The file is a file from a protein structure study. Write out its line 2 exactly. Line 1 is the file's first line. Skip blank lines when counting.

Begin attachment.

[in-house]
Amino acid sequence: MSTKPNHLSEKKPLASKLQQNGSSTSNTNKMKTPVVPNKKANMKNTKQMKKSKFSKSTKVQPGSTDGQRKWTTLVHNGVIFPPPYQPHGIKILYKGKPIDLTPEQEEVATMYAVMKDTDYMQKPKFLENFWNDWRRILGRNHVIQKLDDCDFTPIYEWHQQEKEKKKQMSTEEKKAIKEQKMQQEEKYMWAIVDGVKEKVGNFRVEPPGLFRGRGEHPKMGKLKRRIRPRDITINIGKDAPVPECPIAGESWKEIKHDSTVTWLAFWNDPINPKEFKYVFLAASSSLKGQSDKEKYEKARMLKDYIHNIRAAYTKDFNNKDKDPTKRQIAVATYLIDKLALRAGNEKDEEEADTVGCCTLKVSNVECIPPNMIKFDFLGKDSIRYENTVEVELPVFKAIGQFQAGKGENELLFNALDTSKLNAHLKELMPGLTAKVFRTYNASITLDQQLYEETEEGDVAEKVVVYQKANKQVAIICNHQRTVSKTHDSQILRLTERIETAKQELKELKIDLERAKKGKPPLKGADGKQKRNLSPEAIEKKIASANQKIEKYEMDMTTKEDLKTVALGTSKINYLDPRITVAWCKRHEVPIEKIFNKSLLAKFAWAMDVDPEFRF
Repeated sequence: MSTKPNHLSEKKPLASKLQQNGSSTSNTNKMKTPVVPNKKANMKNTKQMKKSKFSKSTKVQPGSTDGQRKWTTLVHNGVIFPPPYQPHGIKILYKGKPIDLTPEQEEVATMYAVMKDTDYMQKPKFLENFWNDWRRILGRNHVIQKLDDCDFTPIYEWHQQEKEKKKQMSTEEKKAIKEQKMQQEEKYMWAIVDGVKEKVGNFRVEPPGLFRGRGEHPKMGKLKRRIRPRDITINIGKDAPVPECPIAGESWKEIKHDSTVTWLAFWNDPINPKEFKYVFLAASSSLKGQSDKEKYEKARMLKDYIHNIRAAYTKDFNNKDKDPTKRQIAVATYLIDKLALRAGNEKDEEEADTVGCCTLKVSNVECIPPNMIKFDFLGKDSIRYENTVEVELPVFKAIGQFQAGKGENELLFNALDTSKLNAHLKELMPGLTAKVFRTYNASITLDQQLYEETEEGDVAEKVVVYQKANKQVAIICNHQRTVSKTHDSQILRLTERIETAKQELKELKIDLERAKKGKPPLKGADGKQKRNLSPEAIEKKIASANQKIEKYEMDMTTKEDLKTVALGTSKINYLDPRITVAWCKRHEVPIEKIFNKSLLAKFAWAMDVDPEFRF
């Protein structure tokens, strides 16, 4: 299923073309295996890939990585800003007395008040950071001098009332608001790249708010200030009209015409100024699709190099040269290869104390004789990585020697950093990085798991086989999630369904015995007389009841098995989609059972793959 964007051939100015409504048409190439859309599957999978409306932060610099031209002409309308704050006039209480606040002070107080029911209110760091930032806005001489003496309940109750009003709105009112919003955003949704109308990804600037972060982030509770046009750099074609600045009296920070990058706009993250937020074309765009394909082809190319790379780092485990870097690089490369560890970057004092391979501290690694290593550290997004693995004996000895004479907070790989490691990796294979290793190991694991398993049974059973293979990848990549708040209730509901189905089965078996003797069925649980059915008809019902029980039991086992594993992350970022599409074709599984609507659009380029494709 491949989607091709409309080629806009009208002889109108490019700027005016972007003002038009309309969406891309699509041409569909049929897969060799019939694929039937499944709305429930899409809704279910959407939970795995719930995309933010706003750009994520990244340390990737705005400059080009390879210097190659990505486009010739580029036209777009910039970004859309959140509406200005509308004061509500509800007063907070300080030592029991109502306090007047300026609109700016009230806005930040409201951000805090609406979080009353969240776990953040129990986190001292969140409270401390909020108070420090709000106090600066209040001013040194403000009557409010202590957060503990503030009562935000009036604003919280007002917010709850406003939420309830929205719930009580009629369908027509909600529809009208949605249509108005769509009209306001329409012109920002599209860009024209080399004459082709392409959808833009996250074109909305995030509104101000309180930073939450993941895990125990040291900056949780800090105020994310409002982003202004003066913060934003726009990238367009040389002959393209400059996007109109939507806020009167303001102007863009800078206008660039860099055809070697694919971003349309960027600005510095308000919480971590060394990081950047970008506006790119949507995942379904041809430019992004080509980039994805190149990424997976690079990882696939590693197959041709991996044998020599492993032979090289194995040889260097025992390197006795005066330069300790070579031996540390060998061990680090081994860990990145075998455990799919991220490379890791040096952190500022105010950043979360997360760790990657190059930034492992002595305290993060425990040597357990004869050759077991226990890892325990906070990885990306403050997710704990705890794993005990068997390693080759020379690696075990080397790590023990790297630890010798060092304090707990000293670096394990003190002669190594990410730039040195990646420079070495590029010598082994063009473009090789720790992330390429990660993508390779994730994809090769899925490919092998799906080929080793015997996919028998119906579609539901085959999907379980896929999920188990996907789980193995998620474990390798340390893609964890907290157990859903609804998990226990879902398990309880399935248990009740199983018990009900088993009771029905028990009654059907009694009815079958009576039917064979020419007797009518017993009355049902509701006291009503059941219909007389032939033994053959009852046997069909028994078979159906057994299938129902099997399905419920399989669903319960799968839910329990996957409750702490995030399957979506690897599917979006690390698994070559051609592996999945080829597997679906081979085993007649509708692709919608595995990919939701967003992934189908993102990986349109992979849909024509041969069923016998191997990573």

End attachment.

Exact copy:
Amino acid sequence: MSTKPNHLSEKKPLASKLQQNGSSTSNTNKMKTPVVPNKKANMKNTKQMKKSKFSKSTKVQPGSTDGQRKWTTLVHNGVIFPPPYQPHGIKILYKGKPIDLTPEQEEVATMYAVMKDTDYMQKPKFLENFWNDWRRILGRNHVIQKLDDCDFTPIYEWHQQEKEKKKQMSTEEKKAIKEQKMQQEEKYMWAIVDGVKEKVGNFRVEPPGLFRGRGEHPKMGKLKRRIRPRDITINIGKDAPVPECPIAGESWKEIKHDSTVTWLAFWNDPINPKEFKYVFLAASSSLKGQSDKEKYEKARMLKDYIHNIRAAYTKDFNNKDKDPTKRQIAVATYLIDKLALRAGNEKDEEEADTVGCCTLKVSNVECIPPNMIKFDFLGKDSIRYENTVEVELPVFKAIGQFQAGKGENELLFNALDTSKLNAHLKELMPGLTAKVFRTYNASITLDQQLYEETEEGDVAEKVVVYQKANKQVAIICNHQRTVSKTHDSQILRLTERIETAKQELKELKIDLERAKKGKPPLKGADGKQKRNLSPEAIEKKIASANQKIEKYEMDMTTKEDLKTVALGTSKINYLDPRITVAWCKRHEVPIEKIFNKSLLAKFAWAMDVDPEFRF